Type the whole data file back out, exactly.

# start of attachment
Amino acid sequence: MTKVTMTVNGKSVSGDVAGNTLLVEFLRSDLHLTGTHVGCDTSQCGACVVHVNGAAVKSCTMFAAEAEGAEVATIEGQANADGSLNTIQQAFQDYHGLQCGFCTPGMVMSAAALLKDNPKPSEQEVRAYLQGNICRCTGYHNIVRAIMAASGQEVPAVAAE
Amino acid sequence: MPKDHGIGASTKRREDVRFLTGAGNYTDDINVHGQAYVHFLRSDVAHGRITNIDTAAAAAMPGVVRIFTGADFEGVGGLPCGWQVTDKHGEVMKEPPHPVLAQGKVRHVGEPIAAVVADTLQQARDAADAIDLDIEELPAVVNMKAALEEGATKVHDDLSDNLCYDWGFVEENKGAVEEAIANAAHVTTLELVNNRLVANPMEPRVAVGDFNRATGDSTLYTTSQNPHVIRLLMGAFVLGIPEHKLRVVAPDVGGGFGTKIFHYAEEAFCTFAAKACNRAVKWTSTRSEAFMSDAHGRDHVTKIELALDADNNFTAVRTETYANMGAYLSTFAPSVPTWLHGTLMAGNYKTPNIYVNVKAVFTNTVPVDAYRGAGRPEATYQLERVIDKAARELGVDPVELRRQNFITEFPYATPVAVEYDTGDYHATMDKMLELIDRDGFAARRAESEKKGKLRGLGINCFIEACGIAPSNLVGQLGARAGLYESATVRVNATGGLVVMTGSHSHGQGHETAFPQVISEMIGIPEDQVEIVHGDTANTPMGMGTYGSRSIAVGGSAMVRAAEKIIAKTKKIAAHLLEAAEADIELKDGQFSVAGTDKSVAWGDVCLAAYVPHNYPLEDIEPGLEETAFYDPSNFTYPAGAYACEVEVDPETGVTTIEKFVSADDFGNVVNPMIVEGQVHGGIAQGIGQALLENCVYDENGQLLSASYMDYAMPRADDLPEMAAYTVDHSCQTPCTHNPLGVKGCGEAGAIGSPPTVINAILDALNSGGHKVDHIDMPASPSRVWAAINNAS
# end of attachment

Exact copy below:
Amino acid sequence: MTKVTMTVNGKSVSGDVAGNTLLVEFLRSDLHLTGTHVGCDTSQCGACVVHVNGAAVKSCTMFAAEAEGAEVATIEGQANADGSLNTIQQAFQDYHGLQCGFCTPGMVMSAAALLKDNPKPSEQEVRAYLQGNICRCTGYHNIVRAIMAASGQEVPAVAAE
Amino acid sequence: MPKDHGIGASTKRREDVRFLTGAGNYTDDINVHGQAYVHFLRSDVAHGRITNIDTAAAAAMPGVVRIFTGADFEGVGGLPCGWQVTDKHGEVMKEPPHPVLAQGKVRHVGEPIAAVVADTLQQARDAADAIDLDIEELPAVVNMKAALEEGATKVHDDLSDNLCYDWGFVEENKGAVEEAIANAAHVTTLELVNNRLVANPMEPRVAVGDFNRATGDSTLYTTSQNPHVIRLLMGAFVLGIPEHKLRVVAPDVGGGFGTKIFHYAEEAFCTFAAKACNRAVKWTSTRSEAFMSDAHGRDHVTKIELALDADNNFTAVRTETYANMGAYLSTFAPSVPTWLHGTLMAGNYKTPNIYVNVKAVFTNTVPVDAYRGAGRPEATYQLERVIDKAARELGVDPVELRRQNFITEFPYATPVAVEYDTGDYHATMDKMLELIDRDGFAARRAESEKKGKLRGLGINCFIEACGIAPSNLVGQLGARAGLYESATVRVNATGGLVVMTGSHSHGQGHETAFPQVISEMIGIPEDQVEIVHGDTANTPMGMGTYGSRSIAVGGSAMVRAAEKIIAKTKKIAAHLLEAAEADIELKDGQFSVAGTDKSVAWGDVCLAAYVPHNYPLEDIEPGLEETAFYDPSNFTYPAGAYACEVEVDPETGVTTIEKFVSADDFGNVVNPMIVEGQVHGGIAQGIGQALLENCVYDENGQLLSASYMDYAMPRADDLPEMAAYTVDHSCQTPCTHNPLGVKGCGEAGAIGSPPTVINAILDALNSGGHKVDHIDMPASPSRVWAAINNAS